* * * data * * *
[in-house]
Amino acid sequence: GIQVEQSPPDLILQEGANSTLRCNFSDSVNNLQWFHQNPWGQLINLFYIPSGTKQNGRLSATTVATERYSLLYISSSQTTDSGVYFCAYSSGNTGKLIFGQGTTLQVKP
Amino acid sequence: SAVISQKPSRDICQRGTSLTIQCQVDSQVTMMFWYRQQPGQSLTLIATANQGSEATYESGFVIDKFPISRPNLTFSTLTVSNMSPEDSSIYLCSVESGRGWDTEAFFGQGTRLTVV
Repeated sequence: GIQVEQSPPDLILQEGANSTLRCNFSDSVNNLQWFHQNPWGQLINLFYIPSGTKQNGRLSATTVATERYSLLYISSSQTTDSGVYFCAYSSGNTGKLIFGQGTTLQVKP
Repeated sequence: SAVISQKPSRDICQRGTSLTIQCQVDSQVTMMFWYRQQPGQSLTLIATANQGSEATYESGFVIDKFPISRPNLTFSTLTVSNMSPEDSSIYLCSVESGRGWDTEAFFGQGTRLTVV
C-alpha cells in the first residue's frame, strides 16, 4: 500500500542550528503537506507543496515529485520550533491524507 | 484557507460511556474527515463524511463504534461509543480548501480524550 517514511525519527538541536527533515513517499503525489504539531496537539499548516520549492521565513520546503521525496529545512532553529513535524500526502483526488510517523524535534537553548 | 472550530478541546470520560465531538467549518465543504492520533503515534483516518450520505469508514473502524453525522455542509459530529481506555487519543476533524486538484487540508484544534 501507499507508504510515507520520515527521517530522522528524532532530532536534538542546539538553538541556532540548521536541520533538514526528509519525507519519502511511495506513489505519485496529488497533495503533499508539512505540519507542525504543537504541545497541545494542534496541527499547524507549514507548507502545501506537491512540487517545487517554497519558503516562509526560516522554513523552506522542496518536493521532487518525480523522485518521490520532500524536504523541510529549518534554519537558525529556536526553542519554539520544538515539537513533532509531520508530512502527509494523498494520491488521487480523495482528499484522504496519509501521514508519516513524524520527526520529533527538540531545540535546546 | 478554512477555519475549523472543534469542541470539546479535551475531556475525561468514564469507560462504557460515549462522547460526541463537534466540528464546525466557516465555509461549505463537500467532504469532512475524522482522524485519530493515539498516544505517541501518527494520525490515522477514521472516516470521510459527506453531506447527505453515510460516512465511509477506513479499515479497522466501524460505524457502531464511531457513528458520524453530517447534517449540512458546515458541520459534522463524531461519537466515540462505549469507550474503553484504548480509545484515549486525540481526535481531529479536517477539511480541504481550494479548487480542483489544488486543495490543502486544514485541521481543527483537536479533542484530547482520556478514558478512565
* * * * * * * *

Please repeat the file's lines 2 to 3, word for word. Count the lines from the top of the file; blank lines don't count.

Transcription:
Amino acid sequence: GIQVEQSPPDLILQEGANSTLRCNFSDSVNNLQWFHQNPWGQLINLFYIPSGTKQNGRLSATTVATERYSLLYISSSQTTDSGVYFCAYSSGNTGKLIFGQGTTLQVKP
Amino acid sequence: SAVISQKPSRDICQRGTSLTIQCQVDSQVTMMFWYRQQPGQSLTLIATANQGSEATYESGFVIDKFPISRPNLTFSTLTVSNMSPEDSSIYLCSVESGRGWDTEAFFGQGTRLTVV